Media Release

Floodway Buyout a Bad Deal for Taxpayers, Communities

November 21, 2013

CALGARY – Floodway buyouts of up to $175 million are a bad deal for taxpayers, create division in communities and won’t prevent future flooding, says Alberta Party leader Greg Clark.

“If you walk through any of Southern Alberta’s flood devastated communities, you’ll see Neighbour A with the potential to walk away from the damage with full value for their home safely tucked in their pocket and Neighbour B across the street receiving less than 25 percent of the value of their damage” Clark says. “The latest numbers released this week show an average DRP payout of just over $6,000 per applicant, when we know many people sustained hundreds of thousands of dollars of damage. Compared to the average buyout price of nearly $1 million this is a disgrace.”

While the government’s stated goal of the buyouts is to ‘clear the floodway’, their program will not accomplish that. Despite putting taxpayers on the hook for $100 million-plus in flood buyouts, less than half of floodway homeowners plan to leave. With the November 30th deadline looming only 92 of 250 eligible homeowners have expressed intent to leave their homes.

“This will leave people in harm’s way, won’t reduce the impact of future floods and will create ‘Swiss cheese’ communities” said Clark. Worse still, says Clark, provincial money spent on buyouts is not eligible for 90% reimbursement by the federal government, where money spent on flood mitigation is.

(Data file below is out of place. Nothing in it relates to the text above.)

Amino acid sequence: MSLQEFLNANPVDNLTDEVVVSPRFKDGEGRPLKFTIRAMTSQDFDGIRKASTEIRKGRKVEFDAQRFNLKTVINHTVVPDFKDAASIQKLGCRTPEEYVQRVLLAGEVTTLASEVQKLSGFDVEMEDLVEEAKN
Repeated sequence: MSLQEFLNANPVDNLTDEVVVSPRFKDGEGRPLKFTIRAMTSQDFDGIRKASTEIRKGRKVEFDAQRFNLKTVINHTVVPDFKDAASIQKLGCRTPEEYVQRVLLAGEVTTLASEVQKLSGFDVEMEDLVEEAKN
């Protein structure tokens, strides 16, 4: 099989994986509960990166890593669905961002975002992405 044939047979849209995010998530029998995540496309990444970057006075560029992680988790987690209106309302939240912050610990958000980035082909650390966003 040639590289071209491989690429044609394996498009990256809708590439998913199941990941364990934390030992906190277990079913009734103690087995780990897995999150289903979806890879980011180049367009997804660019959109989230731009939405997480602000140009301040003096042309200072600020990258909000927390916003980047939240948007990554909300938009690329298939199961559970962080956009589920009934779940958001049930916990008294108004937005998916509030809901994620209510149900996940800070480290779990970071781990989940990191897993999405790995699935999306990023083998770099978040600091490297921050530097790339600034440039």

“The Markin panel has come up with some compelling ideas for future flood prevention,” said Clark. “The money allocated for buyouts would cover 20% of estimated mitigation costs and this money is eligible for federal reimbursement.

“Proper upstream mitigation is a much better plan than piecemeal buyouts because it protects all homeowners, businesses and critical infrastructure, including High River and downtown Calgary.”

“The floods that ravaged Southern Alberta must never be allowed to happen again. The financial, social and environmental impacts are too much to bear,” said Clark. “Alberta has the resources and ingenuity to prevent flooding, but we need our government to focus on mitigation rather than wasteful and unfair buyouts.”


For further information please contact:

Robbie Kreger-Smith, Communications Chair

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